M/I Homes fell short of turning a profit in its first quarter, losing $8.3 million, or $0.45 per share. However, the Columbus, Ohio-based builder had reason to believe that conditions are improving.

That loss was 70% less than what M/I lost in the same quarter of 2009. And sales were significantly improved, too, with 15% more contracts signed in the first quarter of 2010 compared with 2009. Unit backlog also was up by 12%, and its value was up more than twice that to 28%, borne by average sales prices that were up 14% over those achieved in 2009.

"We are very optimistic about our future," CEO Robert H. Schottenstein said. Yet the builder was not so optimistic as to make predictions about when the company will return to profitability as other home builder executives have.

"We are not comfortable doing so," Schottenstein said. "I think we are as focused on returning to profitability as any home builder in the United States. Having said that, we believe that the conditions are still pretty fragile.

"We are not comfortable projecting out given that we have not seen the stability in the markets where we are operating to give us confidence to make a reasonable projection on earnings guidance."

What M/I executives were more excited to talk about are the company's land-procuring activities, which they said are key to helping the company's balance sheet ink go back to black.

"Obviously one of our greatest challenges and one of our greatest opportunities relates to tying up land in our communities," Schottenstein said.

And those opportunities have been appearing, according to M/I executives. The company secured 750 lots in its first quarter, 59% in the Midwest (mostly in Chicago), 22% in Florida, and 19% in the Mid-Atlantic. The company plans to spend $100 million on land this year and another $40 million on land development.

"We are cautious and prudent in our approach to buying new lots and new land," Schottenstein said. The minimum return on any land purchases on new deals is 20% and greater if the lots are being bought in bulk.

The company's lot tally on March 31 was up only 4.2% over the same date in 2009, but it has boosted the number of lots under contract (versus owned) dramatically by 160%, from 954 to 2,479.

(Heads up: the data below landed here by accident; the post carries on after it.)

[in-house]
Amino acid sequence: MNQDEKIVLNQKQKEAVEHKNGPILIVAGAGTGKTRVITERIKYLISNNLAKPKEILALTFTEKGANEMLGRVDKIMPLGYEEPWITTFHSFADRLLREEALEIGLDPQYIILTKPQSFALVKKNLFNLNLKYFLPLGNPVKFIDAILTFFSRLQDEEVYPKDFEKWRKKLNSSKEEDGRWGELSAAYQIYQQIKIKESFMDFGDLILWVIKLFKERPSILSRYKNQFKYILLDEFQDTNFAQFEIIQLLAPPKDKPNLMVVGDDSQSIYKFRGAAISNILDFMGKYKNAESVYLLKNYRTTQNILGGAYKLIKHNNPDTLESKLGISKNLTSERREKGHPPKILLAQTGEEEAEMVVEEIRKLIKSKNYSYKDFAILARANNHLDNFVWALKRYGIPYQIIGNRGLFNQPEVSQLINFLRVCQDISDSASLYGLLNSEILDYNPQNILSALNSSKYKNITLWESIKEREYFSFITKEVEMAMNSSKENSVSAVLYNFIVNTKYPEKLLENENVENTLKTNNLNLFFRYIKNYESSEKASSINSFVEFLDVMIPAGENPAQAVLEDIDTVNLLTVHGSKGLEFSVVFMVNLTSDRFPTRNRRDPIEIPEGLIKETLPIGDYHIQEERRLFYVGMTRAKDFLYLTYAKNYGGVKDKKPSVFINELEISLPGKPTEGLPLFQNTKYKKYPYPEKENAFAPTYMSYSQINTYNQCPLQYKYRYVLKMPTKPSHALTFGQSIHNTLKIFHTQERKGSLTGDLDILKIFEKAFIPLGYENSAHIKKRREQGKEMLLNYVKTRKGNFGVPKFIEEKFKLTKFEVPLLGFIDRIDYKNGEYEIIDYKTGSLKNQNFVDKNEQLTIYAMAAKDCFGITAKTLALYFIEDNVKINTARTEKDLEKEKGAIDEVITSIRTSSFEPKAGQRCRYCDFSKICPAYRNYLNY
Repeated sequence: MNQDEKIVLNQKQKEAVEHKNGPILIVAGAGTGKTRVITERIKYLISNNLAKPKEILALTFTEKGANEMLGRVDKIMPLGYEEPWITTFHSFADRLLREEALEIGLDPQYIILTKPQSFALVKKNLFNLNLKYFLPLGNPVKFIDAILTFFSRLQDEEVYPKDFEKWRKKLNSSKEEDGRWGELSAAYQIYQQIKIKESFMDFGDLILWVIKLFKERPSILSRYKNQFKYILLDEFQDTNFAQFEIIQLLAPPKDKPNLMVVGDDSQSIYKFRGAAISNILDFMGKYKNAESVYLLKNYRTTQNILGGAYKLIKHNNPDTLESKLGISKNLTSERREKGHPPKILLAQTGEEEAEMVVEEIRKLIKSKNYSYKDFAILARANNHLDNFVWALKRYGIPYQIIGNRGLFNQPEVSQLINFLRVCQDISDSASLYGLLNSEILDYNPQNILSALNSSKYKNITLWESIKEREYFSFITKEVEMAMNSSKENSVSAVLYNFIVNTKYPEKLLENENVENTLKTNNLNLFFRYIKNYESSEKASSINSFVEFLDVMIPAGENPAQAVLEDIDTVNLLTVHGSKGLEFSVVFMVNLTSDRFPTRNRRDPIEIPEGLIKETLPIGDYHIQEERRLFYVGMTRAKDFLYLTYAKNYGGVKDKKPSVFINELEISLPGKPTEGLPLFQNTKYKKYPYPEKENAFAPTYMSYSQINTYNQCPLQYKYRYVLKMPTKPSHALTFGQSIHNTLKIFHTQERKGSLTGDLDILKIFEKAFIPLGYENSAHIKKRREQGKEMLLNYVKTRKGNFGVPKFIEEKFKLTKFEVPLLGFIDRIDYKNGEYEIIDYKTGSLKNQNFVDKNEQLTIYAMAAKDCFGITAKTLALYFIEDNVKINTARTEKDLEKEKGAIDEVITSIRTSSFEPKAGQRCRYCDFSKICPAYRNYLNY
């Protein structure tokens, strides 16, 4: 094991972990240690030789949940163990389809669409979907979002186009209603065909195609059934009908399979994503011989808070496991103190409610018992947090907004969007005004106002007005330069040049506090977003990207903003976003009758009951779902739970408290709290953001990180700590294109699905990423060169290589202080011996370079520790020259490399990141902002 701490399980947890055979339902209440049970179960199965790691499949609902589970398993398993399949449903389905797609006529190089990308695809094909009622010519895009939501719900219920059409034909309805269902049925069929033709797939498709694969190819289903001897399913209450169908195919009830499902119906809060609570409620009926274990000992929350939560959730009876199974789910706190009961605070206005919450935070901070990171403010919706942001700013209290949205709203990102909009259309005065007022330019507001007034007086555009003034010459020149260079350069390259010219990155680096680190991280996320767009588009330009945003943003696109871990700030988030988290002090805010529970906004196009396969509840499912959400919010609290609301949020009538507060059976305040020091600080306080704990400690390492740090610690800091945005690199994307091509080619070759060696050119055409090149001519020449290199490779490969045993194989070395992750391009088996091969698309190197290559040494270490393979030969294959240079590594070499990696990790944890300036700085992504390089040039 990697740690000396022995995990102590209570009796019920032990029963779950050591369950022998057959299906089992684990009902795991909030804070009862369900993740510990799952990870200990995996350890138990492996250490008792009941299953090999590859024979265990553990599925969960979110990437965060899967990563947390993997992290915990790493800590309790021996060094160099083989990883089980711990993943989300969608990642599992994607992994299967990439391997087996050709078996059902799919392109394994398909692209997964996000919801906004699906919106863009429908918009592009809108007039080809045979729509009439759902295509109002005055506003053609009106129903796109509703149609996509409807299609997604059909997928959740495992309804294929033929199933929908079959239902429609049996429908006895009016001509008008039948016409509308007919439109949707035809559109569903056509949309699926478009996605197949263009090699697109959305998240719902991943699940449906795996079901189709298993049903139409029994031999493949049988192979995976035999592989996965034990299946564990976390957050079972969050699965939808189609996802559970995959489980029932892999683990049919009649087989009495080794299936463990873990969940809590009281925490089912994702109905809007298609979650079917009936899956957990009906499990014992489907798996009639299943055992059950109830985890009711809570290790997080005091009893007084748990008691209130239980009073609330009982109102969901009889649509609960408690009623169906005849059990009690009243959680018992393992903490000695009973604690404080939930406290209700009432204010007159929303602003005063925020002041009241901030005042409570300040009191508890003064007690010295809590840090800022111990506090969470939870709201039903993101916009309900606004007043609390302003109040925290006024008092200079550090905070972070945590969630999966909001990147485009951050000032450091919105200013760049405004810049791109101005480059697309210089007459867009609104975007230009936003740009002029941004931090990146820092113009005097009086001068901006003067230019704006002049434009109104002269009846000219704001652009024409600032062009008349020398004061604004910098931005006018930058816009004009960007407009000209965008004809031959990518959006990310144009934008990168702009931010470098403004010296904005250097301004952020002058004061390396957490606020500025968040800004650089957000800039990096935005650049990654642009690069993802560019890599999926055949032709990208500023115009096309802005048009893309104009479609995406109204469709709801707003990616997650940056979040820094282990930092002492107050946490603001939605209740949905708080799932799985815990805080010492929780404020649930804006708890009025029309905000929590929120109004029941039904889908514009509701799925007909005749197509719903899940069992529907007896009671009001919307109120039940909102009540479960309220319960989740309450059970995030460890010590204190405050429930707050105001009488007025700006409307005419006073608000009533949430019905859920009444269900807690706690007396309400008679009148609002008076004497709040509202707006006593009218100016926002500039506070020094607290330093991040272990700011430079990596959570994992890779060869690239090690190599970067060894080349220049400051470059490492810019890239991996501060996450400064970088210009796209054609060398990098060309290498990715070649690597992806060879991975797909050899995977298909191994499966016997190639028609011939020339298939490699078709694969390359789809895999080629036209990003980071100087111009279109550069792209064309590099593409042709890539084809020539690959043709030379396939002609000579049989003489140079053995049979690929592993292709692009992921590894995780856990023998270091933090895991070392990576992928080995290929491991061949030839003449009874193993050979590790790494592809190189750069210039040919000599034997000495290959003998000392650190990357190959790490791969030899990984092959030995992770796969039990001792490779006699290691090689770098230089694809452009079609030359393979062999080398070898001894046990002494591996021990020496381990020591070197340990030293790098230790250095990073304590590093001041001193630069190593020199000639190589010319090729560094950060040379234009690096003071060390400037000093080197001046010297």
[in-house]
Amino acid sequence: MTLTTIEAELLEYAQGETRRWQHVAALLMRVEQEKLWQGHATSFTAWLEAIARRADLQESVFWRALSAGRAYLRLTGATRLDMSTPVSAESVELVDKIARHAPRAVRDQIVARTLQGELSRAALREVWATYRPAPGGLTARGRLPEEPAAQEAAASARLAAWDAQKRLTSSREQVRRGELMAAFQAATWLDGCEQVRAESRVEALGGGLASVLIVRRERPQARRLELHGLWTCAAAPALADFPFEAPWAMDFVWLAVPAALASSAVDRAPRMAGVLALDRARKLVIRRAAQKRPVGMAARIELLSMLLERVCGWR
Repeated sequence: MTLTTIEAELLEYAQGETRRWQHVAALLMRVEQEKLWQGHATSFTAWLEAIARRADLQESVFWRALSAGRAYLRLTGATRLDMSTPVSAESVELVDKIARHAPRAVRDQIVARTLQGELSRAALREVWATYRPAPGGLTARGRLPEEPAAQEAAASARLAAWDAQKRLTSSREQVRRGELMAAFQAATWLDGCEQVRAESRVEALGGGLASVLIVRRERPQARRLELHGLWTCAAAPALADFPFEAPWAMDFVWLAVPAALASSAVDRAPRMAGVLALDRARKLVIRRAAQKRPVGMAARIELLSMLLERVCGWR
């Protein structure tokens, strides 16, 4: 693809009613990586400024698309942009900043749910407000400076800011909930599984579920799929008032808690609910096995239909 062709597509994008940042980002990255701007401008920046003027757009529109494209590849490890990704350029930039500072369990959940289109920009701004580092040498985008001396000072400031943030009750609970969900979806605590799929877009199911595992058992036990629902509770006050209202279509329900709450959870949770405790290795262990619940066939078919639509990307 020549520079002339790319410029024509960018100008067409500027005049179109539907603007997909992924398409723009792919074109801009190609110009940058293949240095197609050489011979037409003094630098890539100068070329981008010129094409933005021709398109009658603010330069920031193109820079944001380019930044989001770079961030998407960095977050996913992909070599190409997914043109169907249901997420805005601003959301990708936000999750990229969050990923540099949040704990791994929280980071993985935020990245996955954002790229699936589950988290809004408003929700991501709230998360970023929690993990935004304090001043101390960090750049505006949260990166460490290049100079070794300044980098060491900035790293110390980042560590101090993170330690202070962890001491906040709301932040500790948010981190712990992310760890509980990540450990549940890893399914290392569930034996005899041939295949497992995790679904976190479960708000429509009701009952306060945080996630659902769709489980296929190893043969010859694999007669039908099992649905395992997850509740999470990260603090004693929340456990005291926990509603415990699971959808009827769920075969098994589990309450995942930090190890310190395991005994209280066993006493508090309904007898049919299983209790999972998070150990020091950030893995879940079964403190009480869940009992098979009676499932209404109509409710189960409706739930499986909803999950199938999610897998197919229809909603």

The company has successfully increased its absorption rate from 1.8 to 2.4 sales a month in each community, close to its goal of 2.5 in each. At the same time, community count has fallen.

However, adding communities is a strong goal for 2010. The company added 14 new communities in the first quarter, while closing six. And there are plans to open 20 more by year's end, executives said. The company is expected to have 110 communities open by the end of 2010, up 10% over 2009's year-end.

CFO Phillip Creek offered some color on how the company's markets have been performing of late:

The Midwest remains challenging, though there are some positive trends. M/I's contracts were up 25% as the company grows market share.

New contracts in the Mid-Atlantic region were up 10%, while deliveries were up 5% and sales prices were up 25%.

Raleigh, N.C.'s market, where M/I opened two new communities, is improving. Its gross margin there was higher than 20%.

Charlotte, N.C., remains challenging, yet sales for the quarter were higher than expected.

Washington, D.C., shows signs of stabilization in some submarkets.

In the meantime, M/I is quite happy about its recent move into the Houston market, where it expects to have one or two communities open by the end of the year.

Learn more about markets featured in this article: Columbus, OH.